New Paper in Insects

19.01.2021

Relicts from Glacial Times: The Ground Beetle Pterostichus adstrictus Eschscholtz, 1823 (Coleoptera: Carabidae) in the Austrian Alps

Paill W, Koblmüller S, Friess T, Gereben-Krenn B-A, Mairhuber C, Raupach MJ, Zangl L. Insects. 2021; 12(1):84. doi.org/10.3390/insects12010084. Published online 19  January 2021.

Simple Summary

The extant distribution of many plants and animals is the result of the dynamics of the last ice ages with their recurrent advances and retreats of the northern ice sheet and the glaciers in the mountains. The arctic-alpine distribution is a special case where a species occurs in the subarctic/arctic regions and locally restricted in the alpine mountain regions of central or southeastern Europe. Among the ground beetles, several species display this type of distribution, one of which is Pterostichus adstrictus. In Europe, this ground beetle has been thought to have its southernmost occurrences in Wales and southern Scandinavia. In this study, we provide the first reliable record of P. adstrictus from the Austrian Alps based on morphological determination and comparison to other closely related species as well as molecular genetic data. Furthermore, the seasonal occurrence as well as empirical habitat preferences of P. adstrictus in the Austrian Alps are described.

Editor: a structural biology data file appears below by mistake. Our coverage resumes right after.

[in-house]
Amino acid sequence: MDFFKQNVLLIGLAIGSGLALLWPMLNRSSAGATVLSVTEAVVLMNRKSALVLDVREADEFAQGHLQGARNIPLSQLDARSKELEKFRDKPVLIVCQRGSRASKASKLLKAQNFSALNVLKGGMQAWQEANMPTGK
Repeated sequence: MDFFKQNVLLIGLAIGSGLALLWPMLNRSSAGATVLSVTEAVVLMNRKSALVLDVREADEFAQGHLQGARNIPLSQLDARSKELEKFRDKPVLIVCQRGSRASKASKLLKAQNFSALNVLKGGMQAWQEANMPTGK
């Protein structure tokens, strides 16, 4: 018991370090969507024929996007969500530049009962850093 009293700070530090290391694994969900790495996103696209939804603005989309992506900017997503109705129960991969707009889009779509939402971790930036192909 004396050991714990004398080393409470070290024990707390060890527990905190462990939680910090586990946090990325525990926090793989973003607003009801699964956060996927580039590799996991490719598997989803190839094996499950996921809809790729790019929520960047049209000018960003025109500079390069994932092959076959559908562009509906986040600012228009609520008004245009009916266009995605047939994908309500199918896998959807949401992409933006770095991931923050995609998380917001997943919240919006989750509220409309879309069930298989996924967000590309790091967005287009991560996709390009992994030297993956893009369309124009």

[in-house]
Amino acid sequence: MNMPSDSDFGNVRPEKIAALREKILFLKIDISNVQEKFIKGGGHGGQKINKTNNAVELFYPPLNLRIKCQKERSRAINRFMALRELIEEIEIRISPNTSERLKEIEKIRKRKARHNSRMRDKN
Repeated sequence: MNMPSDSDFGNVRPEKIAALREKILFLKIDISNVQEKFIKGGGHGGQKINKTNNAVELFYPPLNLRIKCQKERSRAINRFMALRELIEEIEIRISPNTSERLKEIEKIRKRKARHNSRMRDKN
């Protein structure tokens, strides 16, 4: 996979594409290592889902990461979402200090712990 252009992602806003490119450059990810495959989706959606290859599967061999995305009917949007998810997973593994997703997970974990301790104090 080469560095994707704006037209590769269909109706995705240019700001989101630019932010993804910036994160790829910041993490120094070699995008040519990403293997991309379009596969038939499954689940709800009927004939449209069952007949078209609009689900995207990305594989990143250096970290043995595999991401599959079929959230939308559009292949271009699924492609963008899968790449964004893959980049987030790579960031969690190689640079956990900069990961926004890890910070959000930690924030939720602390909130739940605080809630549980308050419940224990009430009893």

Abstract

The last ice age considerably influenced distribution patterns of extant species of plants and animals, with some of them now inhabiting disjunct areas in the subarctic/arctic and alpine regions. This arctic-alpine distribution is characteristic for many cold-adapted species with a limited dispersal ability and can be found in many invertebrate taxa, including ground beetles. The ground beetle Pterostichus adstrictus Eschscholtz, 1823 of the subgenus Bothriopterus was previously known to have a holarctic-circumpolar distribution, in Europe reaching its southern borders in Wales and southern Scandinavia. Here, we report the first findings of this species from the Austrian Ötztal Alps, representing also the southernmost edge of its currently known distribution, confirmed by the comparison of morphological characters to other Bothriopterus species and DNA barcoding data. Molecular data revealed a separation of the Austrian and Finish specimens with limited to no gene flow at all. Furthermore, we present the first data on habitat preference and seasonality of P. adstrictus in the Austrian Alps.